Where there is a mutual agreement with her employer, an employee can take the last eight weeks (9th to 16th week) of maternity leave flexibly over a 12-month period from the child's birth. The number of days of maternity leave that can be taken flexibly is equivalent to eight weeks' worth of working days, up to a maximum of 48 days.


Eligibility and duration of maternity leave under the Employment Act

An employee who is covered under the Employment Act, but not under the Child Development Co-Savings Act, will be entitled to 12 weeks of maternity leave. She will be paid by her employer for the first eight weeks of maternity leave if she has fewer than two living children (excluding the newborn), and she has served her employer for at least 3 months before the birth of the child. The last four weeks of maternity leave can be taken flexibly over a 12-month period from the child’s birth.


Coverage under different scenarios

Single (unmarried) employees

A single (unmarried) employee is entitled to 12 weeks of maternity leave if she is covered under the Employment Act. She will be paid by her employer for the first eight weeks of maternity leave if she has fewer than two living children (excluding the newborn), and she has served her employer for at least 3 months before the birth of the child. Beyond the first eight weeks, maternity payment from the employer is voluntary and the employer is not entitled to claim any reimbursement from the government.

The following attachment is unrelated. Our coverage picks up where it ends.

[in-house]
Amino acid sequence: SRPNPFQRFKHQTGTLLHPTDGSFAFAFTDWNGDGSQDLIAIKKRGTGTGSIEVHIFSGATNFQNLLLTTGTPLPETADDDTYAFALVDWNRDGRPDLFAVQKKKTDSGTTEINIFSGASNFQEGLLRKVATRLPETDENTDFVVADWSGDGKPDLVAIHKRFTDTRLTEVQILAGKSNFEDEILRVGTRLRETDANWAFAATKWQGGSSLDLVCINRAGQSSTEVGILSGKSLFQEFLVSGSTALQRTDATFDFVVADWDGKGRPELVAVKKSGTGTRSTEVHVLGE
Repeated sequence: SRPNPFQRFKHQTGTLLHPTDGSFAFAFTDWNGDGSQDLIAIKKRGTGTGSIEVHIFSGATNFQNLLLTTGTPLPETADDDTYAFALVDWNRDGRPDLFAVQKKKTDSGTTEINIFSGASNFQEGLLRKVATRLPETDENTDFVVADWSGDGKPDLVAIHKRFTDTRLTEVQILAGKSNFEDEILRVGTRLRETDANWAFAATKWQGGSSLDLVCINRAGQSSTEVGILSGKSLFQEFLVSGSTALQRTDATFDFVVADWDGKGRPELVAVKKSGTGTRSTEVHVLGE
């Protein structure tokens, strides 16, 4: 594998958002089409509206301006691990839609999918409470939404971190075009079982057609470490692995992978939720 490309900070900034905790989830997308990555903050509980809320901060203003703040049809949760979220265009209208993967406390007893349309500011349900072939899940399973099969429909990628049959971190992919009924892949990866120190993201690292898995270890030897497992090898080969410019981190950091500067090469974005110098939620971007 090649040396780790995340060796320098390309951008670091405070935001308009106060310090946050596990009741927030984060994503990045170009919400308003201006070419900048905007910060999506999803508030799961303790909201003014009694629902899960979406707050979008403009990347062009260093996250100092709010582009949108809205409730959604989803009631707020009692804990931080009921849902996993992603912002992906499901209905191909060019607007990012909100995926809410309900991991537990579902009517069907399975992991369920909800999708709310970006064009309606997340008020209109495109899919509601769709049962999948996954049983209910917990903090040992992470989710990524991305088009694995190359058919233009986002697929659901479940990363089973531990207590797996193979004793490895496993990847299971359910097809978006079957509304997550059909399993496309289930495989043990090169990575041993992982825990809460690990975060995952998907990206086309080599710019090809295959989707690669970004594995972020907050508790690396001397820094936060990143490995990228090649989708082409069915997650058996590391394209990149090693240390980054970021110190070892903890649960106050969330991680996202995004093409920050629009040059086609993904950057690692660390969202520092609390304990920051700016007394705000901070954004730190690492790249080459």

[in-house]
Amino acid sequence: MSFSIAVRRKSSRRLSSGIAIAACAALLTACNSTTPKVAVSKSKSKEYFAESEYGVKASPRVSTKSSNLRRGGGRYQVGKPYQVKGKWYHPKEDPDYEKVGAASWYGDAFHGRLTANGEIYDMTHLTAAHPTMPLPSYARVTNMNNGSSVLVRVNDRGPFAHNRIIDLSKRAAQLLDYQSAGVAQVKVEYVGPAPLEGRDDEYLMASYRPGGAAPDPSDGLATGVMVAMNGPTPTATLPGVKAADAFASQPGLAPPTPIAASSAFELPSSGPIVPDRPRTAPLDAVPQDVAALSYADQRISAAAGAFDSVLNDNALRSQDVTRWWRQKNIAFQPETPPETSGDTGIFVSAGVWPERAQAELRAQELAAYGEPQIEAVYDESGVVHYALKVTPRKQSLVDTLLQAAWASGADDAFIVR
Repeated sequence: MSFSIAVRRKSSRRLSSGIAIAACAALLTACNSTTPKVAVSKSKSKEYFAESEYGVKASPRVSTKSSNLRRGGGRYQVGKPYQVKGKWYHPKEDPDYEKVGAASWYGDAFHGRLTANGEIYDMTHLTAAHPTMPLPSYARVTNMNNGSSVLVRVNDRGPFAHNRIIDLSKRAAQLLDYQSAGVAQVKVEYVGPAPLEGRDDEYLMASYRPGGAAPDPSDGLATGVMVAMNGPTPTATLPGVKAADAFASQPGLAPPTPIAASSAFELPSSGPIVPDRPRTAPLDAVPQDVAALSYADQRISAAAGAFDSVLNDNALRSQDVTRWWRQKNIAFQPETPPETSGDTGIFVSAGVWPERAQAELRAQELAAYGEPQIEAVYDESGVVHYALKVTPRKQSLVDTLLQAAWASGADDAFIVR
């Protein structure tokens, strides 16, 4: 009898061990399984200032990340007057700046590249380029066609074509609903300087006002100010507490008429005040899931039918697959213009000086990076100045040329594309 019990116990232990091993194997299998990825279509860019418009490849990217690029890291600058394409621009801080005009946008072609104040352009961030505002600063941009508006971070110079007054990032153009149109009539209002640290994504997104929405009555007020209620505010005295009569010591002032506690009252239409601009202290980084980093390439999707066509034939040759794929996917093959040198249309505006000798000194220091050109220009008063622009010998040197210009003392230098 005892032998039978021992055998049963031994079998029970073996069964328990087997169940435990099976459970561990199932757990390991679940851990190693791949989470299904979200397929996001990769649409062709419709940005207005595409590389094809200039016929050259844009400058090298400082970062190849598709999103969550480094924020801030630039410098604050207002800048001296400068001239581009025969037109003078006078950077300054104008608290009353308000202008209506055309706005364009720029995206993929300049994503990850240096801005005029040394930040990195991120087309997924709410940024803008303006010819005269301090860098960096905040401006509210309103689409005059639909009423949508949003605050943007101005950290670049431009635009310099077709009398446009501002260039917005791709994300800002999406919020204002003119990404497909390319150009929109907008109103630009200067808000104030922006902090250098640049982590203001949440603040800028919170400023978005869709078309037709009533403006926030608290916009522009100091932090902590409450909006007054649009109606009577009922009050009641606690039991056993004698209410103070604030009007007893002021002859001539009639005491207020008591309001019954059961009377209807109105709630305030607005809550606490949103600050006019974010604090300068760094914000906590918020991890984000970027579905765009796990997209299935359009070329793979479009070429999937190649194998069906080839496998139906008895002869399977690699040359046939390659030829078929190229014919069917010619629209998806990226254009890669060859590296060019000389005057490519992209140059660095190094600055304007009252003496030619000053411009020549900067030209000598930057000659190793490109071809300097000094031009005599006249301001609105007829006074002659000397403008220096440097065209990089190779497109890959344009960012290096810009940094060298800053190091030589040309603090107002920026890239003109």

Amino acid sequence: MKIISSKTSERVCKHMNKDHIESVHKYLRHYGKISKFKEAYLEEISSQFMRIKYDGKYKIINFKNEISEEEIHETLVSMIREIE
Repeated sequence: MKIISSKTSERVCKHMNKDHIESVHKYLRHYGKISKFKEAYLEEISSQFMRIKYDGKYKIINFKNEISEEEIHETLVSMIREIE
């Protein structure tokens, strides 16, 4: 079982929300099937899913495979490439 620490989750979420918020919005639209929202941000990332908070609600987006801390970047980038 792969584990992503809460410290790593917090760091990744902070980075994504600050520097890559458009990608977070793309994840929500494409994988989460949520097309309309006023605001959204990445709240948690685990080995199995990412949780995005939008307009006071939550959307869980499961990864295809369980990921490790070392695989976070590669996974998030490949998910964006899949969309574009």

If the employee's child is not a Singapore citizen

If the child is not a Singapore citizen, the employee is entitled to 12 weeks of maternity leave if she is covered under the Employment Act. She will be paid by her employer for the first eight weeks of maternity leave if she has fewer than two living children (excluding the newborn), and she has served her employer for at least 3 months before the birth of the child. Beyond the first eight weeks, maternity payment from the employer is voluntary and the employer is not entitled to claim any reimbursement from the government.